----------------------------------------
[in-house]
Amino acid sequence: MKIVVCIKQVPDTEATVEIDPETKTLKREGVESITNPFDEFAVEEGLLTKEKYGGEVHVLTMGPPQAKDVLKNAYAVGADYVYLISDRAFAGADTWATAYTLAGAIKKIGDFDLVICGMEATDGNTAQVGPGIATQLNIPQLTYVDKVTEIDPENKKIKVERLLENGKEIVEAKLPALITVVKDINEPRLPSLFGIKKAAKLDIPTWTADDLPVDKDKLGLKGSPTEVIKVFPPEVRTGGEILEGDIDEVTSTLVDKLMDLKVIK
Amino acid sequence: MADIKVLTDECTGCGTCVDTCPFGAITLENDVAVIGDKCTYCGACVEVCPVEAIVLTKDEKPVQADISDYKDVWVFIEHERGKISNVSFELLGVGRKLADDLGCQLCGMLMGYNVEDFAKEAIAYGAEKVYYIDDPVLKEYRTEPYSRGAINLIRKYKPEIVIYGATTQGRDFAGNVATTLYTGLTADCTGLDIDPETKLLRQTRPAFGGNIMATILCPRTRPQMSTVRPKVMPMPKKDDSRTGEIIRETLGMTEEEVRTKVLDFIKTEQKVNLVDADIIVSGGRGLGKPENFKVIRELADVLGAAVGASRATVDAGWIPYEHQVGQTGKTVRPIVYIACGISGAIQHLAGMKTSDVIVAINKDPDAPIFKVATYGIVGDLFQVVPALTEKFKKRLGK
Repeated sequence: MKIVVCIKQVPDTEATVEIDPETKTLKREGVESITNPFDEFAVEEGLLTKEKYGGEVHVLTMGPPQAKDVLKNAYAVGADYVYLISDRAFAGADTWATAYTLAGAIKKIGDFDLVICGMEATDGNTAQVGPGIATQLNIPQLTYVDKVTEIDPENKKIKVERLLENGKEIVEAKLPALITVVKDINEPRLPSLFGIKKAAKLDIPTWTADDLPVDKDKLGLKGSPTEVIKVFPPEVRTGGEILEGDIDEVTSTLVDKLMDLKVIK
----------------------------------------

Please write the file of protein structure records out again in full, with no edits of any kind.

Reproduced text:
[in-house]
Amino acid sequence: MKIVVCIKQVPDTEATVEIDPETKTLKREGVESITNPFDEFAVEEGLLTKEKYGGEVHVLTMGPPQAKDVLKNAYAVGADYVYLISDRAFAGADTWATAYTLAGAIKKIGDFDLVICGMEATDGNTAQVGPGIATQLNIPQLTYVDKVTEIDPENKKIKVERLLENGKEIVEAKLPALITVVKDINEPRLPSLFGIKKAAKLDIPTWTADDLPVDKDKLGLKGSPTEVIKVFPPEVRTGGEILEGDIDEVTSTLVDKLMDLKVIK
Amino acid sequence: MADIKVLTDECTGCGTCVDTCPFGAITLENDVAVIGDKCTYCGACVEVCPVEAIVLTKDEKPVQADISDYKDVWVFIEHERGKISNVSFELLGVGRKLADDLGCQLCGMLMGYNVEDFAKEAIAYGAEKVYYIDDPVLKEYRTEPYSRGAINLIRKYKPEIVIYGATTQGRDFAGNVATTLYTGLTADCTGLDIDPETKLLRQTRPAFGGNIMATILCPRTRPQMSTVRPKVMPMPKKDDSRTGEIIRETLGMTEEEVRTKVLDFIKTEQKVNLVDADIIVSGGRGLGKPENFKVIRELADVLGAAVGASRATVDAGWIPYEHQVGQTGKTVRPIVYIACGISGAIQHLAGMKTSDVIVAINKDPDAPIFKVATYGIVGDLFQVVPALTEKFKKRLGK
Repeated sequence: MKIVVCIKQVPDTEATVEIDPETKTLKREGVESITNPFDEFAVEEGLLTKEKYGGEVHVLTMGPPQAKDVLKNAYAVGADYVYLISDRAFAGADTWATAYTLAGAIKKIGDFDLVICGMEATDGNTAQVGPGIATQLNIPQLTYVDKVTEIDPENKKIKVERLLENGKEIVEAKLPALITVVKDINEPRLPSLFGIKKAAKLDIPTWTADDLPVDKDKLGLKGSPTEVIKVFPPEVRTGGEILEGDIDEVTSTLVDKLMDLKVIK